Introducing Si Phan Don (Four Thousand Islands)
There must be some rule in Laos that says the further south you go the more relaxed it becomes, because just when you thought your blood pressure couldn’t drop any more, you arrive in Si Phan Don… The name literally means ‘Four Thousand Islands’, and the few you are likely to visit on this scenic 50km-long stretch of the Mekong are so chilled you’re liable to turn into a hammock-bound icicle.
During the rainy season this section of the Mekong fills out to a breadth of 14km, the river’s widest reach along its 4350km journey from the Tibetan Plateau to the South China Sea. During the dry months between monsoons the river recedes and leaves behind hundreds (or thousands if you count every sand bar) of islands and islets. The largest of the permanent islands are inhabited year round and offer fascinating glimpses of tranquil river-oriented village life – ‘more detached from time than from the riverbank’ as one source described it. Communities tend to be self-sufficient, growing most of their own rice, sugar cane, coconut and vegetables, catching fish and weaving textiles as needed.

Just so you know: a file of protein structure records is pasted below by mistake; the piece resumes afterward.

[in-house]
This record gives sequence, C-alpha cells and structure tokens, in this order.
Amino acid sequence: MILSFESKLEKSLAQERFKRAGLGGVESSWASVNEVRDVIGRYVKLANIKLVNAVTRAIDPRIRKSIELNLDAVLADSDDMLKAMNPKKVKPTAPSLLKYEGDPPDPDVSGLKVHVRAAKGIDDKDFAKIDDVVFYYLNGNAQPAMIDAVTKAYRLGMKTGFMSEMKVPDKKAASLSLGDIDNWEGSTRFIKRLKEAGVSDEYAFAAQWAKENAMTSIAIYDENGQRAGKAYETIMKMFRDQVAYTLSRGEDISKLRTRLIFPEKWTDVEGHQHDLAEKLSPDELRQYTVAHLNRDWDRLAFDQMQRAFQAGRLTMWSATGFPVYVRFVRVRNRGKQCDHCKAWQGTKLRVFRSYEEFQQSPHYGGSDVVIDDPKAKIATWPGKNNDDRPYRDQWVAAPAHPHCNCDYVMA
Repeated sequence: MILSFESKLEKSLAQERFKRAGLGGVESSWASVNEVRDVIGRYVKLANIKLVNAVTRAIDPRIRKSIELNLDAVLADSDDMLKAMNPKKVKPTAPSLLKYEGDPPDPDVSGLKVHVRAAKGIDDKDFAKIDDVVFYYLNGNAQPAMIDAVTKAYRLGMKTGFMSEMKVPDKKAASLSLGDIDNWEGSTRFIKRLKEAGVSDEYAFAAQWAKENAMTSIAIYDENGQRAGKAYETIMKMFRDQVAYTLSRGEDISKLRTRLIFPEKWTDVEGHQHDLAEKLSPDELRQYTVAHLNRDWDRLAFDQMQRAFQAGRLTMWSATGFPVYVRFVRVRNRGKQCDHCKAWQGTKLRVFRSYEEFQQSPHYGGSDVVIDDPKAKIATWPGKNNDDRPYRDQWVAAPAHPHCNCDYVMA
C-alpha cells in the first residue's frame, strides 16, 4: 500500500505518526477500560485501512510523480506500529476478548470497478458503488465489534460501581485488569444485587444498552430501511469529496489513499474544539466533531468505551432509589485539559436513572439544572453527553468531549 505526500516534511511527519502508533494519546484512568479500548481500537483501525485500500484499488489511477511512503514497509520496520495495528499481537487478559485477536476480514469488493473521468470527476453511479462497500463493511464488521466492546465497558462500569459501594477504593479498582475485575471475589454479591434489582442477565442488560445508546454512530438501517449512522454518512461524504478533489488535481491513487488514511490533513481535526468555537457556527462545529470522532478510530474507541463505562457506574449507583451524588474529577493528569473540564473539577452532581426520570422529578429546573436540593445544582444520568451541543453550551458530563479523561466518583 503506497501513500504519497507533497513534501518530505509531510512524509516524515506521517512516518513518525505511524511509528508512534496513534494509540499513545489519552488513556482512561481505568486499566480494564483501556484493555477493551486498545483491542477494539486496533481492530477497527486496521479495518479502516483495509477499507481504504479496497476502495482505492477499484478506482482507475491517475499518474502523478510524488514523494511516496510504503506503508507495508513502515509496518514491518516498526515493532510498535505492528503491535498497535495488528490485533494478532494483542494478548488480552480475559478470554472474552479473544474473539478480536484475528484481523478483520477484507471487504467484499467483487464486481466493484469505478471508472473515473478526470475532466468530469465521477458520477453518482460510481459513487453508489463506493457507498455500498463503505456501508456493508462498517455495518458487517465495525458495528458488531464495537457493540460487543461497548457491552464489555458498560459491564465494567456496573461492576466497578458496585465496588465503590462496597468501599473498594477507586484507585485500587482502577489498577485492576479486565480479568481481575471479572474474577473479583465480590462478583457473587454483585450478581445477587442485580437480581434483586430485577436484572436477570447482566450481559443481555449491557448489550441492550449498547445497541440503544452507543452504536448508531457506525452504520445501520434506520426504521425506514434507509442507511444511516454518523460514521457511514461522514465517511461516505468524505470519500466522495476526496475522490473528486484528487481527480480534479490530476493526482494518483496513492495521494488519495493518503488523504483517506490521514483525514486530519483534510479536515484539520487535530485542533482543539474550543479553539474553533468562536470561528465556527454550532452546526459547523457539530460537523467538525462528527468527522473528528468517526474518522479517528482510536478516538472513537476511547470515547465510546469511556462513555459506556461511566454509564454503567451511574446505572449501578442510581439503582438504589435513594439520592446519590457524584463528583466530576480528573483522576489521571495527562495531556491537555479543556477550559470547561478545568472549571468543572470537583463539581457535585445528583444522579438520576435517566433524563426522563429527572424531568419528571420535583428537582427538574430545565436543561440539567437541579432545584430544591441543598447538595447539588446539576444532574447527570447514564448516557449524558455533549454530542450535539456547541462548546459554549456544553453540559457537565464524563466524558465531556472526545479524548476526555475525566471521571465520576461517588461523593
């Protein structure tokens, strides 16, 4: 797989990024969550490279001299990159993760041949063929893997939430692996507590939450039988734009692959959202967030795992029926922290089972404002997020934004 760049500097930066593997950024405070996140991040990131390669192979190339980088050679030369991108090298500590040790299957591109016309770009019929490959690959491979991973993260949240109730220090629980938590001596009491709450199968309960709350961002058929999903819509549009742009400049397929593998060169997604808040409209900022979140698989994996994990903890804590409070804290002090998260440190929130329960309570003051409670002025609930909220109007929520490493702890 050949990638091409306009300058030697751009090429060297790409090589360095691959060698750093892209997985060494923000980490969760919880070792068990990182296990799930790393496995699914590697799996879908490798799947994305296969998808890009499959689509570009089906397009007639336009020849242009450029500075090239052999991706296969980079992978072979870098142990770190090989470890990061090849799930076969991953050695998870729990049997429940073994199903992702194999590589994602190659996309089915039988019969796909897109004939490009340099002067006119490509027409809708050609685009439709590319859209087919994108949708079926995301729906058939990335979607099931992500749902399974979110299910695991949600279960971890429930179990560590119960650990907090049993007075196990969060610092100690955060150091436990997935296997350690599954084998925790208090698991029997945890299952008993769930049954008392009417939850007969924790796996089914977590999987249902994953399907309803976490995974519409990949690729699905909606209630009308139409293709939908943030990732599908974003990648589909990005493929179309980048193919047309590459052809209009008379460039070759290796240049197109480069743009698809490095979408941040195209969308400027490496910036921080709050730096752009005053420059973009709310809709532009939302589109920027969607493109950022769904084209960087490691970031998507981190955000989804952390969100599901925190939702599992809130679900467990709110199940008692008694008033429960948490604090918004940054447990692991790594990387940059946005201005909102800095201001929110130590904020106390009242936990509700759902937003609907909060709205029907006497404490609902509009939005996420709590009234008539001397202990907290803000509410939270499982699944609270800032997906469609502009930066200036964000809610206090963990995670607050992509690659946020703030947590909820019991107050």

Island life is changing, however, and electricity and tourism are the big drivers. Don Khong attracts travellers looking for better lodgings while Don Det has become one of Southeast Asia’s backpacker magnets, with all that entails; Don Khon falls somewhere in between. Power pylons are slowly being erected and Don Khong is on the grid, though Don Det and Don Khon will have to wait until at least 2008. In the meantime most homes are linked to one generator or another and at night you’ll see extended families sitting glued to the new-found joy of Thai soap opera.
The villages of Si Phan Don are often named for their position at the upriver or downriver ends of their respective islands. The upriver end is called hǔa (head), the downriver end is called hǎang (tail). Hence Ban Hua Khong is at the northern end of Don Khong, while Ban Hang Khong is at the southern end.
The French left behind a defunct short railway (the only railway ever actually completed in Laos), a couple of river piers, and a few colonial buildings. Other attractions include some impressive rapids and the Khon Phapheng waterfall, where the Mekong suddenly drops in elevation at the Cambodian border. The increasingly rare Irrawaddy dolphin also likes to hang out in the Mekong south of the falls.
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